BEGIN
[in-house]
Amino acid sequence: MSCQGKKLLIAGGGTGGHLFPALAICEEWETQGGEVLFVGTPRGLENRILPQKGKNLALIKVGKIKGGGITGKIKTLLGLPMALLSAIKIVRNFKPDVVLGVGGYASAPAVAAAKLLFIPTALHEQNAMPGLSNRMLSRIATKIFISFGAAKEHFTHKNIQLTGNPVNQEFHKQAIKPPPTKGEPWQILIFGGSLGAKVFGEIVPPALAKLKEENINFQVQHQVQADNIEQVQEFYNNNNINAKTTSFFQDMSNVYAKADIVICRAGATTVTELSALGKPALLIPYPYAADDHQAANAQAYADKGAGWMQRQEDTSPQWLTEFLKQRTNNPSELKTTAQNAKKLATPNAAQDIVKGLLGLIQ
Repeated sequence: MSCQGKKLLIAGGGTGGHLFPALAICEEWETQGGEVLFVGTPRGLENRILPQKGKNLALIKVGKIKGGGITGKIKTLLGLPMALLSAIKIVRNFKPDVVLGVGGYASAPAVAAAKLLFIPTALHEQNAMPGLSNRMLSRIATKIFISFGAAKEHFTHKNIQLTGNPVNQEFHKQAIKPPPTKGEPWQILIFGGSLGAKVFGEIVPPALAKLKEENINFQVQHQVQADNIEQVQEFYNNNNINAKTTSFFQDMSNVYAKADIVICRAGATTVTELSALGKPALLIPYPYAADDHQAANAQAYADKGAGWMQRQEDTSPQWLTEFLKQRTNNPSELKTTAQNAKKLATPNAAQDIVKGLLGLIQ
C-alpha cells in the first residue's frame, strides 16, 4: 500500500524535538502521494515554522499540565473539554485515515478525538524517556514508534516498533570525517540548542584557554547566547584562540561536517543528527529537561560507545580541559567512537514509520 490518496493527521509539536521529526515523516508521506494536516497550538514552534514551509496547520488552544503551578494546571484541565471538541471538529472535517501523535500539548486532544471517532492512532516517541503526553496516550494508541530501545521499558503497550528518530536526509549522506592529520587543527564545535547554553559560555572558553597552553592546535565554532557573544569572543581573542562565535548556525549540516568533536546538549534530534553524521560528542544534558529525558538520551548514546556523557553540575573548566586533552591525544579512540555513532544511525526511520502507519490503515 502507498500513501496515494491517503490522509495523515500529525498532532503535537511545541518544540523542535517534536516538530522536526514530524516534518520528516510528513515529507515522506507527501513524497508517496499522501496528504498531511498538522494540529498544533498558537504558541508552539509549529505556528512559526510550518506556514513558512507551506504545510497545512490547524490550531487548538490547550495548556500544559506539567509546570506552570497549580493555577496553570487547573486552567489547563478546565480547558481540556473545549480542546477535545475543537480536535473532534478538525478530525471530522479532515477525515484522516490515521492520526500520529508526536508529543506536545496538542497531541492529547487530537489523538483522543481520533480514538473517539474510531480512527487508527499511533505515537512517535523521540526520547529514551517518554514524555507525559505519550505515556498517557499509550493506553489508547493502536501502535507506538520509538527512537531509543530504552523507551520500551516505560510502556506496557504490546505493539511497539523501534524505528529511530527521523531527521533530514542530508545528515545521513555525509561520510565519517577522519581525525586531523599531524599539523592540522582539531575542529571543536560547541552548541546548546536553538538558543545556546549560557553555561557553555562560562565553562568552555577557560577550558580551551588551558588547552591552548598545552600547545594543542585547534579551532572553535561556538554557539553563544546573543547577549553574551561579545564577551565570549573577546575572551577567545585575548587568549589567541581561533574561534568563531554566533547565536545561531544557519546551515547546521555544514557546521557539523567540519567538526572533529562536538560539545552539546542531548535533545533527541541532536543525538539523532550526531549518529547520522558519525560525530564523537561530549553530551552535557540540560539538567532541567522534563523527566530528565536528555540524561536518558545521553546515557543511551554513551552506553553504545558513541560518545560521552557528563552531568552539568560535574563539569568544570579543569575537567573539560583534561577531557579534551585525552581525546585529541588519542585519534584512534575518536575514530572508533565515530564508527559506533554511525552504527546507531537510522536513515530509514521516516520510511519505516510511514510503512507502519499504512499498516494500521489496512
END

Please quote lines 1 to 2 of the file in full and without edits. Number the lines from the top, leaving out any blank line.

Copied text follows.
[in-house]
Amino acid sequence: MSCQGKKLLIAGGGTGGHLFPALAICEEWETQGGEVLFVGTPRGLENRILPQKGKNLALIKVGKIKGGGITGKIKTLLGLPMALLSAIKIVRNFKPDVVLGVGGYASAPAVAAAKLLFIPTALHEQNAMPGLSNRMLSRIATKIFISFGAAKEHFTHKNIQLTGNPVNQEFHKQAIKPPPTKGEPWQILIFGGSLGAKVFGEIVPPALAKLKEENINFQVQHQVQADNIEQVQEFYNNNNINAKTTSFFQDMSNVYAKADIVICRAGATTVTELSALGKPALLIPYPYAADDHQAANAQAYADKGAGWMQRQEDTSPQWLTEFLKQRTNNPSELKTTAQNAKKLATPNAAQDIVKGLLGLIQ